Young people in the countryside suffer brunt of recession

By Cassie Chambers

Today's employment market looks grim to everyone, but rural youth face a particularly bleak reality, a report today concluded.

The Commission for Rural Communities found the rate at which youth become NEET (not in education, employment or training) is rising faster in rural areas than in urban counterparts.

"In producing this report, the Commission for Rural Communities has shone a light on one of the most important issues facing England’s rural areas – the future of its young people," said committee chair Dr Stuart Burgess.

"The high number of young people NEET across the country is clearly a matter of considerable concern for young people, communities and policy makers."

The report suggested several reasons for the rural-urban disparity, including the increased transportation costs youth incur to travel to work or education in rural areas and the high cost to companies to deliver employment or training in less urban environments.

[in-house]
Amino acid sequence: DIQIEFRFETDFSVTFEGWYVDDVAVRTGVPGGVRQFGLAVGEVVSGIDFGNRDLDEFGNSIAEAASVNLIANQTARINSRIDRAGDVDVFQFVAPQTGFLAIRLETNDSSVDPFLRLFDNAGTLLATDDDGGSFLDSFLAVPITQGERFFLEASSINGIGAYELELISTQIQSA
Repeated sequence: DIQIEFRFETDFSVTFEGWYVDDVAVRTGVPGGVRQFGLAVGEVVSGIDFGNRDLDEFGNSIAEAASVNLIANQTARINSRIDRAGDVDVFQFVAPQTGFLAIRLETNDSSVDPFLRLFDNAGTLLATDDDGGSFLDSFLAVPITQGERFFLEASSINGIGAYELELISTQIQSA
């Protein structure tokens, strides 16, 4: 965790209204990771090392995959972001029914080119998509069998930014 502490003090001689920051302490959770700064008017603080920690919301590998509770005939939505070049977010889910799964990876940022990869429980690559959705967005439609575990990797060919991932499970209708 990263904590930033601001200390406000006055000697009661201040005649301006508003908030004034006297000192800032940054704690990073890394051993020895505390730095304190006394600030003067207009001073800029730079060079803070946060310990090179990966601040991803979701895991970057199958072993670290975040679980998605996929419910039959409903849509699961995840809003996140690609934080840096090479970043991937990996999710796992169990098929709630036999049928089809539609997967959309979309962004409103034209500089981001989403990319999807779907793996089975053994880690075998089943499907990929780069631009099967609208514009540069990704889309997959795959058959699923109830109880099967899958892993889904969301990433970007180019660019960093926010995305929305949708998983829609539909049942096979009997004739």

To address the problem of youth NEET, the report called for the creation of a ministry in government to focus particularly on the problems of young people.

"Currently there is no clear, overarching responsibility across government for securing the development and employment of young people in rural areas," the report found.

"Consequently, insufficient consideration is being given to addressing the additional challenges associated with this in a coordinated and strategic way."

The commission argued the creation of a government ministry for young people would act "as a focal point and representative for rural youth affairs within and across central government".

Burgess echoed the call for national policy to address the issue.

He said: "There needs to be a national dialogue over how this affects rural areas and I hope this report will act as a catalyst for addressing the range of uniquely intractable barriers that young people in rural areas face."